Appeals court refuses to halt release of convicted murderer

The Associated Press
Saturday June 23, 2001

LOS ANGELES — An appeals court refused Friday to reverse a judge’s ruling granting parole to a gay man who gunned down his boyhood friend 16 years ago. 

The state immediately appealed to the California Supreme Court. 

In ordering Robert Rosenkrantz’s release from prison, Superior Court Judge Paul Gutman had ruled Thursday that Gov. Gray Davis has an unlawful blanket policy of denying parole to murderers. 

Rosenkrantz’s supporters say he has rehabilitated himself during his time behind bars, but Davis maintains he remains a threat to society. 

“We don’t think Mr. Rosenkrantz should be given parole,” Deputy Attorney General Robert Wilson said of the state’s reason for appealing. 

It wasn’t immediately clear how soon the California Supreme Court would act on the case after the 2nd District Court of Appeals’ rejection. If the state loses again, Rosenkrantz’s attorney said he expects his client will be freed. 

“We hope he will be released, we’re demanding it and there is an order,” Donald Specter said. 

Rosenkrantz, 33, was sentenced to 17 years to life for the 1985 murder of a boyhood friend who had revealed his homosexuality to Rosenkrantz’s father. He shot 17-year-old Steven Redman 10 times with a semiautomatic weapon.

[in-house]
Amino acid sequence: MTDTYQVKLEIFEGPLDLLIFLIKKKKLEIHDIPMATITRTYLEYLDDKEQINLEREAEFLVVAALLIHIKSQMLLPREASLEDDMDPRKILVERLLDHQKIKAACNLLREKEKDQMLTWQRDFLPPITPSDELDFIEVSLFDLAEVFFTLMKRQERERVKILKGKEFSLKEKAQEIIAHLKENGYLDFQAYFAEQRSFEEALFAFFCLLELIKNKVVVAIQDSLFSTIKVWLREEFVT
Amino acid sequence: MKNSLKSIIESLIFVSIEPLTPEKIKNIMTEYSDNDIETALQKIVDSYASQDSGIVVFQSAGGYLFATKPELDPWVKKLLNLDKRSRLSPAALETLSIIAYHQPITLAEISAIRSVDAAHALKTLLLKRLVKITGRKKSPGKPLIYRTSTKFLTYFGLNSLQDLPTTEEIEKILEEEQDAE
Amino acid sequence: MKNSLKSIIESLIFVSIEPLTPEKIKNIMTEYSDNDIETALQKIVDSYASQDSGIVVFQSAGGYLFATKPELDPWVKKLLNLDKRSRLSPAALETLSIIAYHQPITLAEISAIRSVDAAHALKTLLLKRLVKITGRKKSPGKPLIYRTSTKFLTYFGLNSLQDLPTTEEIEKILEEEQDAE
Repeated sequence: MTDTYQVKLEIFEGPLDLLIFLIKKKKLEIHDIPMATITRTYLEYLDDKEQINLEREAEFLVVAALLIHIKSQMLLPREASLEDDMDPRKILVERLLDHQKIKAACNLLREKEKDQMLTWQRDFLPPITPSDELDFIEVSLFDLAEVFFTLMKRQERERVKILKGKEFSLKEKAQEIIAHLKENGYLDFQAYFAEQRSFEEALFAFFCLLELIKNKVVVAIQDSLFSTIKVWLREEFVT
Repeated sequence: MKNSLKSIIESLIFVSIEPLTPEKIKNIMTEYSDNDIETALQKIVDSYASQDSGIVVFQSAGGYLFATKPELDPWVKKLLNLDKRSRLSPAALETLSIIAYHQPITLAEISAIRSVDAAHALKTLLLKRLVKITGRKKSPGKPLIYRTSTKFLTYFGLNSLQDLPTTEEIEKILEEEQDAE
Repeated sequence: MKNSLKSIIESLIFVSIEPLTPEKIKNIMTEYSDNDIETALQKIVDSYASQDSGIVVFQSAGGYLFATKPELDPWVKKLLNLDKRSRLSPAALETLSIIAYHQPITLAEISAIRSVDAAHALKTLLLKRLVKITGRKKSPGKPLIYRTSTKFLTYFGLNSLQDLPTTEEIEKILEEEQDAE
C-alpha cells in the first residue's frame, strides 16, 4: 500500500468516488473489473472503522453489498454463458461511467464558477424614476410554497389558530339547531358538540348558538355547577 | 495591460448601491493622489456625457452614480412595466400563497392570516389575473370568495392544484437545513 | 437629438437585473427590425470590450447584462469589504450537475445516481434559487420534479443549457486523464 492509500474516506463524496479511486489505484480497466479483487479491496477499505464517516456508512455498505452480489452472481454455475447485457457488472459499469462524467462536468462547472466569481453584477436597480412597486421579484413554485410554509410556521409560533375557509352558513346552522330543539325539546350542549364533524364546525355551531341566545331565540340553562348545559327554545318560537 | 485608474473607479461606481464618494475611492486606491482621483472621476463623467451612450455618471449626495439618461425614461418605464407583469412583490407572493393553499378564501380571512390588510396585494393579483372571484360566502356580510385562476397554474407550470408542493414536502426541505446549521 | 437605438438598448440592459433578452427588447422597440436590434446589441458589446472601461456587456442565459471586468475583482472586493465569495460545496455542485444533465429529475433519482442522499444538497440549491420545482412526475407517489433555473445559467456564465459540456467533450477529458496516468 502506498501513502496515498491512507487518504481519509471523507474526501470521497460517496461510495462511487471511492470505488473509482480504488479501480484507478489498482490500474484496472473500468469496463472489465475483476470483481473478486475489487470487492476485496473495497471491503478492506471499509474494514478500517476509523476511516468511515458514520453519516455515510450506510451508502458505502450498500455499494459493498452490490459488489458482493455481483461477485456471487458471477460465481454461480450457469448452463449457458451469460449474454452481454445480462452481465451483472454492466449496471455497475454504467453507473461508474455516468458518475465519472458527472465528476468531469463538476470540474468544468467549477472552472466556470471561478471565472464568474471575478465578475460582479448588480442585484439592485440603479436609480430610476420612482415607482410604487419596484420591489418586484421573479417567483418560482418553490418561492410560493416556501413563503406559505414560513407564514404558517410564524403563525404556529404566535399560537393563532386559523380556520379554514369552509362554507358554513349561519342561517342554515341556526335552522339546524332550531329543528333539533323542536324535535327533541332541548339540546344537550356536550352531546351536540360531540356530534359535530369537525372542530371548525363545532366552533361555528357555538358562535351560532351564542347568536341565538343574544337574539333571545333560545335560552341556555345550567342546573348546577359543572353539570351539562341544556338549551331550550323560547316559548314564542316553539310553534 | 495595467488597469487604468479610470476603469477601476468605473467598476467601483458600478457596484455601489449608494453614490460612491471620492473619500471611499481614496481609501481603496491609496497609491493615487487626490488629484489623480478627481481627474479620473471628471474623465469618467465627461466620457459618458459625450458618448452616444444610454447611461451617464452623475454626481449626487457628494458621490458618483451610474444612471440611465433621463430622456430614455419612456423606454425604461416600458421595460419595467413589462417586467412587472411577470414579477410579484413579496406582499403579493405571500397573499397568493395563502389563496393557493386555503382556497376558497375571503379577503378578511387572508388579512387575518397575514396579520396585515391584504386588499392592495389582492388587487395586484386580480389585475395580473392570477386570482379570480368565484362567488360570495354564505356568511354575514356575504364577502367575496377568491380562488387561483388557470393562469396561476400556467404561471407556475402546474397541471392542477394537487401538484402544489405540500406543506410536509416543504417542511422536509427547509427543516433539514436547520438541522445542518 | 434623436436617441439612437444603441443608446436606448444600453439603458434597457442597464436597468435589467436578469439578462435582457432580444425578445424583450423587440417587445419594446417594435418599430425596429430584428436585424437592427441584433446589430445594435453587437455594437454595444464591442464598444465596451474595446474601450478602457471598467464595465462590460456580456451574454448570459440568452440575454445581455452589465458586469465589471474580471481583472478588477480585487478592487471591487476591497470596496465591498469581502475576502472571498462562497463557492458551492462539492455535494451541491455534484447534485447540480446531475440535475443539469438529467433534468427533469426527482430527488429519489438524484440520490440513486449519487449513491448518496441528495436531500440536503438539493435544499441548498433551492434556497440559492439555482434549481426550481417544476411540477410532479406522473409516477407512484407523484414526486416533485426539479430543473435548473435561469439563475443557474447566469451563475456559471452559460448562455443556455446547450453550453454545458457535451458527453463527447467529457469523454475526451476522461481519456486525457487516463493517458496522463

Rosenkrantz has been a model prisoner and become an expert with computers during his years in prison. Several lawmakers and even the judge who sentenced him have lobbied for his release. 

In his ruling Thursday, Gutman said there was no evidence to support Davis’ contention that Rosenkrantz is a threat. 

“While the governor is entitled to express his opinion, the opinion itself must be factually supported and it is not,” the judge ruled. 

Gutman further found that Davis denies parole to murderers “regardless of any extenuating circumstances,” a policy the judge said amounts to “actual bias against an entire class of cases.” 

Barry Goode, Davis’ legal affairs secretary, reiterated the governor’s contention that he does not arbitrarily rule against granting murderers parole. 

Since taking office in 1999, Davis has reversed the state Board of Prison Terms on 47 of 48 cases in which it granted parole to murders. The one exception was for Rose Ann Parker, who shot her abusive boyfriend in 1986 after he threatened to kill her and her son. She was released in December. Rosenkrantz, who is incarcerated at the California Men’s Colony in San Luis Obispo, was given a release date by the Board of Prison Terms after two courts ruled the board had abused its discretion in denying him freedom. Davis vetoed that decision last October, citing the viciousness of the crime.